Referring to FIGS. 1 and 2, a lock body 1 comprises a slot 11 and a button 12 at one side for alternatively, blocking up the raised or recessed type of ignition switch. Two transverse holes 13, 13' are bilaterally formed on the lock body 1 for insertion therein of a pair of locking bars 2, 2'. The locking bars 2, 2' are connected in parallel by a telescopic tube 22, which is comprised of three or more sections 221, 222, 223, that slide one inside another, and have each a plurality of notches 21 at one end for adjusting shackle clearance. A linked pair of fastening rods 24, 24' are movably attached to the locking bars 2, 2' by two pins 23, 23' at an end opposite to the lock body 1 and connected in parallel by a telescopic tube 25 of same size as the telescopic tube 22 and have each a hooked end 241 or 241' for fastening to the steering wheel of a car.

Referring to FIGS. 1 and 3, the locking bars 2 and 2' and the fastening rods 24 and 24' each have a connection 27, 27', 246 or 246' at one end. By inserting the two pins 23 and 23' through the connection 27 or 27' of either locking bar 2 or 2' and the connection 246 or 246' of either fastening rod 24 or 24' into the telescopic tube 22, the fastening rods 24 and 24', the locking bars 2 and 2' and the telescopic tube 22 are respectively connected together and, the fastening rods 24 and 24' are permitted to be rotated relative to the locking bars 2 and 2'. Further, the connections 27, 27', 246 and 246' have each a toothed portion 271, 271', 2461 or 2461 at one side (271' and 2461 are not shown). By engaging the toothed portions 271 and 271' on the connections 27 and 27' of the locking bars 2 and 2' with the toothed portions 2461 and 2461' on the connections 246 and 246' of the fastening rods 24 and 24', the fastening rods 24 and 24' are firmly retained to the locking bars 2 and 2' and prevented from rotary motion. Referring to FIGS. 3, 3a, 3b, 3c and 4, the telescopic tube 22 is comprised of three or more sections 221, 222, 223 namely, a first section 221, an intermediate section 222 and a last section 223 that slide one inside another. The first section 221 has a ring-shaped insert 224 set in a boring bore 2211 therein at one end for fastening the pin 23', which boring bore 2211 has a plurality of sliding grooves 2212 longitudinally formed on the inner wall surface thereof. The intermediate section 222 has a plurality of guide blocks 2221 disposed around the outer wall surface thereof and respectively engaged in the sliding grooves 2212 on the inner wall surface of the first section 221, and a plurality of sliding grooves 2223 on the inner wall surface of the boring bore 2222 thereof. The last section 223 has a plurality of guide blocks 2231 disposed around the outer wall surface thereof and respectively engaged in the sliding grooves 2223 on the boring bore 2222 of the intermediate section 222. Therefore, the total length of the telescopic tube 22 can be conveniently adjusted by sliding the guide blocks 2231 and 2221 in the sliding grooves 2212 and 2223. Further, a compression spring 225 is sleeved on the telescopic tube 22, having two opposite ends respectively stopped against the two fastening rods 24 and 24' to constantly urge the two fastening rods 24 and 24' to move apart. The other telescopic tube 25 is secured to and between the two fastening rods 24 and 24' by two pins 28 and 28' at an opposite end. Similar to the first telescopic tube 22, the first section 251 of the second telescopic tube 25 has a ring-shaped insert set in the boring bore therein at one end. A compression spring 255, in size equal to the compression spring 225 for the first telescopic tube 22, is sleeved on the second telescopic tube 25 with the two opposite ends thereof respectively stopped against the two fastening rods 24 and 24'. By means of the two telescopic tubes 22 and 25, the distance between the two fastening rods 24 and 24' as well and the two locking bars 2 and 2' can be simultaneously adjusted.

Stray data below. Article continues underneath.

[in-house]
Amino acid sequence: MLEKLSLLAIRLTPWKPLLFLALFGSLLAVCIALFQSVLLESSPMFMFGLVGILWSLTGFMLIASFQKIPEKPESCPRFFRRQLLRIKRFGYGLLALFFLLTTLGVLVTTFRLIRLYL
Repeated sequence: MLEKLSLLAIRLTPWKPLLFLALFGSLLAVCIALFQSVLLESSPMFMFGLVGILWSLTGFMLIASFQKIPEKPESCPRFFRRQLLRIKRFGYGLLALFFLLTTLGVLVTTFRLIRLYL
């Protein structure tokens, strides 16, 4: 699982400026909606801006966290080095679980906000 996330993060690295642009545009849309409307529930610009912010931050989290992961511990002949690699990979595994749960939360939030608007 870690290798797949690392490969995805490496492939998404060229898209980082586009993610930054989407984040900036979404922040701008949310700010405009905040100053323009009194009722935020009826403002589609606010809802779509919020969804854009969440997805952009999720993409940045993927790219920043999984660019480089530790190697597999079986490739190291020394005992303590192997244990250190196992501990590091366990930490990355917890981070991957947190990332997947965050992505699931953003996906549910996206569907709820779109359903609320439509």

Referring to FIG. 5, therein illustrated is an alternate form of the present invention which has a structure similar to the afore-said first embodiment of the present invention with exception of the linked pair of fastening rods 24, 24'. In this embodiment, the linked pair of fastening rods 24, 24' each have a forked end 26 or 26' at the top. After the locking bars 2, 2' are locked on the steering post 3 of a car with the slot 11 or the button 12 stopped at the ignition switch, the steering wheel 31 is firmly retained by the forked ends 26, 26' of the linked pair of fastening rods 24, 24'.

Referring to FIGS. 6 and 7, therein illustrated is yet a further embodiment of the present invention, in which an additional lock body 1 is attached to the hooked ends 241, 241' of the linked pair of fastening rods 24, 24' of the afore-said first embodiment of the present invention for locking the steering wheel 31. As illustrated, the additional lock body 1 has a pair of locking bars 243, 243' respectively attached to the hooked ends 241, 241' of the linked pair of fastening rods 24, 24' by pins 242, 242' to match with the hooked ends 241, 241' for locking up the steering wheel 31.